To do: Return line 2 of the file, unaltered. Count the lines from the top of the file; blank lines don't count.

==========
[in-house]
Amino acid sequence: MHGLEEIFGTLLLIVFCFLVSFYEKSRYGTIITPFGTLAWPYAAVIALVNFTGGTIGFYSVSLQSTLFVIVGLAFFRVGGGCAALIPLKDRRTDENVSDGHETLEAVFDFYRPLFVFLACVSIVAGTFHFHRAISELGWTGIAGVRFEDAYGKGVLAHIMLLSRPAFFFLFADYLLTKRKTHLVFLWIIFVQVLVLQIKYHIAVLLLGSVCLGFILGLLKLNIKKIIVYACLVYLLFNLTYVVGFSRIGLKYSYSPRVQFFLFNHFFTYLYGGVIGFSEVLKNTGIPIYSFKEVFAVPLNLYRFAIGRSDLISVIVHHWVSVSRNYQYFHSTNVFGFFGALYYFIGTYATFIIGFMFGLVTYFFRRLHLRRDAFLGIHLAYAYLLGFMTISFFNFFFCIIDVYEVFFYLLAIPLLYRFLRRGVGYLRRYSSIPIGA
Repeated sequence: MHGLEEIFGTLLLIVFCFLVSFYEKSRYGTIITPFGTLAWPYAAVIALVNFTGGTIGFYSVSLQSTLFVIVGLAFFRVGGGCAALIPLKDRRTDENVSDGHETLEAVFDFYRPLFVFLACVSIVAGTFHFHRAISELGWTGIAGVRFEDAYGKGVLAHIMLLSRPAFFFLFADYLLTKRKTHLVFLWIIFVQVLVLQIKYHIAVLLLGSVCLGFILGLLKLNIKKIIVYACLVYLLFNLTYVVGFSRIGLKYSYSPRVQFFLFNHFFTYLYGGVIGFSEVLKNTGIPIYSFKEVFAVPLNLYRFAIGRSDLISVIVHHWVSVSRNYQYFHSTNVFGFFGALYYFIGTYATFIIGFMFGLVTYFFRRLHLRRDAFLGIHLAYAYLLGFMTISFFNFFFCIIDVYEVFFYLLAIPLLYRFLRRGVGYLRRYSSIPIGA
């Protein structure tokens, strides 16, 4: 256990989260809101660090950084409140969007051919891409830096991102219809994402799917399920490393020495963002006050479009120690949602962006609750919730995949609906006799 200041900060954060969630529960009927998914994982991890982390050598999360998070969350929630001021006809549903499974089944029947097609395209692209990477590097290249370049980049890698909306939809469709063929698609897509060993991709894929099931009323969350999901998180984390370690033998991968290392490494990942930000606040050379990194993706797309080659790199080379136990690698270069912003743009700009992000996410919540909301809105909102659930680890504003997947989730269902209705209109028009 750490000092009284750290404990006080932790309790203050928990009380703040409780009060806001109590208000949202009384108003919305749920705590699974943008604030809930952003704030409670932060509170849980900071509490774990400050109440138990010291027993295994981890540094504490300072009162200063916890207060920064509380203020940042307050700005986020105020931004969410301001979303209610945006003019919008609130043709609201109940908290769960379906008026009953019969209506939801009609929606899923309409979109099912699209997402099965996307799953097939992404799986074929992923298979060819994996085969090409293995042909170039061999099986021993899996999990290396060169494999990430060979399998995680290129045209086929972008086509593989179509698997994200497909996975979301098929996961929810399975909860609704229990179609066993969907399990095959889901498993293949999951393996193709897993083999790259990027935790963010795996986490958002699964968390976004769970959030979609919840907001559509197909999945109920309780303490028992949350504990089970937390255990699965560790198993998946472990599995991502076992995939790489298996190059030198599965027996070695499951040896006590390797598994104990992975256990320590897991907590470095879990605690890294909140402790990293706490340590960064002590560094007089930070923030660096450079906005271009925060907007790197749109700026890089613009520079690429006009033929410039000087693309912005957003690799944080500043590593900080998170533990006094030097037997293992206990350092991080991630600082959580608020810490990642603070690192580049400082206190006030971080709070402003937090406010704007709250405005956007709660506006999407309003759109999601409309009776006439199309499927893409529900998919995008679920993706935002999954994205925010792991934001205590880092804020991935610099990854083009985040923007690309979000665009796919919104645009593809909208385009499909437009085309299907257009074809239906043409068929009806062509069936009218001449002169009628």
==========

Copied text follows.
Amino acid sequence: MHGLEEIFGTLLLIVFCFLVSFYEKSRYGTIITPFGTLAWPYAAVIALVNFTGGTIGFYSVSLQSTLFVIVGLAFFRVGGGCAALIPLKDRRTDENVSDGHETLEAVFDFYRPLFVFLACVSIVAGTFHFHRAISELGWTGIAGVRFEDAYGKGVLAHIMLLSRPAFFFLFADYLLTKRKTHLVFLWIIFVQVLVLQIKYHIAVLLLGSVCLGFILGLLKLNIKKIIVYACLVYLLFNLTYVVGFSRIGLKYSYSPRVQFFLFNHFFTYLYGGVIGFSEVLKNTGIPIYSFKEVFAVPLNLYRFAIGRSDLISVIVHHWVSVSRNYQYFHSTNVFGFFGALYYFIGTYATFIIGFMFGLVTYFFRRLHLRRDAFLGIHLAYAYLLGFMTISFFNFFFCIIDVYEVFFYLLAIPLLYRFLRRGVGYLRRYSSIPIGA